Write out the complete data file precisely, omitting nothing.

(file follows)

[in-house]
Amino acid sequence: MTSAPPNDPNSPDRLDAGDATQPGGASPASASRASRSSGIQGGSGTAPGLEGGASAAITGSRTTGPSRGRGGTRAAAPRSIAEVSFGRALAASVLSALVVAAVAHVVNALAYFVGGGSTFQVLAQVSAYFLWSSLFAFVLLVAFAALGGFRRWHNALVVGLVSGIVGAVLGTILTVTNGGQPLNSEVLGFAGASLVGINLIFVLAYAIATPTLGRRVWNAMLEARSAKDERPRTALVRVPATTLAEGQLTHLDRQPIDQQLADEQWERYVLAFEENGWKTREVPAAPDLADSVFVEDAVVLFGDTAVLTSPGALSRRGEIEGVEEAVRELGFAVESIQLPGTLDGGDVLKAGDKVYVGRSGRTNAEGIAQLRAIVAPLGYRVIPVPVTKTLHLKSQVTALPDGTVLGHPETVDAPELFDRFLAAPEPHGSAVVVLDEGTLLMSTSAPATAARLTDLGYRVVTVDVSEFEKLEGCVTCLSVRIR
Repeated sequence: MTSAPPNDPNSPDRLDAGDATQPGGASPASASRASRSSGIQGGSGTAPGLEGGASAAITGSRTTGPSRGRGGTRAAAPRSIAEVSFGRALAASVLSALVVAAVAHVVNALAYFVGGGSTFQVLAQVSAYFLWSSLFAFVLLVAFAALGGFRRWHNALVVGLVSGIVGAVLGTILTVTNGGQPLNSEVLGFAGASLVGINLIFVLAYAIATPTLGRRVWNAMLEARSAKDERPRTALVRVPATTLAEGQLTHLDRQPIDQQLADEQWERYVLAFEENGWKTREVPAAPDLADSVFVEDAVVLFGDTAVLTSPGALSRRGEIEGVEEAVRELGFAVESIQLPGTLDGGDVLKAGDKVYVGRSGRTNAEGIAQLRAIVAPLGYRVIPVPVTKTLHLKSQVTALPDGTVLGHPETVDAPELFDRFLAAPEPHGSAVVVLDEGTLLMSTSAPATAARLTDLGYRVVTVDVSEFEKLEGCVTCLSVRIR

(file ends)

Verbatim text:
[in-house]
Amino acid sequence: MTSAPPNDPNSPDRLDAGDATQPGGASPASASRASRSSGIQGGSGTAPGLEGGASAAITGSRTTGPSRGRGGTRAAAPRSIAEVSFGRALAASVLSALVVAAVAHVVNALAYFVGGGSTFQVLAQVSAYFLWSSLFAFVLLVAFAALGGFRRWHNALVVGLVSGIVGAVLGTILTVTNGGQPLNSEVLGFAGASLVGINLIFVLAYAIATPTLGRRVWNAMLEARSAKDERPRTALVRVPATTLAEGQLTHLDRQPIDQQLADEQWERYVLAFEENGWKTREVPAAPDLADSVFVEDAVVLFGDTAVLTSPGALSRRGEIEGVEEAVRELGFAVESIQLPGTLDGGDVLKAGDKVYVGRSGRTNAEGIAQLRAIVAPLGYRVIPVPVTKTLHLKSQVTALPDGTVLGHPETVDAPELFDRFLAAPEPHGSAVVVLDEGTLLMSTSAPATAARLTDLGYRVVTVDVSEFEKLEGCVTCLSVRIR
Repeated sequence: MTSAPPNDPNSPDRLDAGDATQPGGASPASASRASRSSGIQGGSGTAPGLEGGASAAITGSRTTGPSRGRGGTRAAAPRSIAEVSFGRALAASVLSALVVAAVAHVVNALAYFVGGGSTFQVLAQVSAYFLWSSLFAFVLLVAFAALGGFRRWHNALVVGLVSGIVGAVLGTILTVTNGGQPLNSEVLGFAGASLVGINLIFVLAYAIATPTLGRRVWNAMLEARSAKDERPRTALVRVPATTLAEGQLTHLDRQPIDQQLADEQWERYVLAFEENGWKTREVPAAPDLADSVFVEDAVVLFGDTAVLTSPGALSRRGEIEGVEEAVRELGFAVESIQLPGTLDGGDVLKAGDKVYVGRSGRTNAEGIAQLRAIVAPLGYRVIPVPVTKTLHLKSQVTALPDGTVLGHPETVDAPELFDRFLAAPEPHGSAVVVLDEGTLLMSTSAPATAARLTDLGYRVVTVDVSEFEKLEGCVTCLSVRIR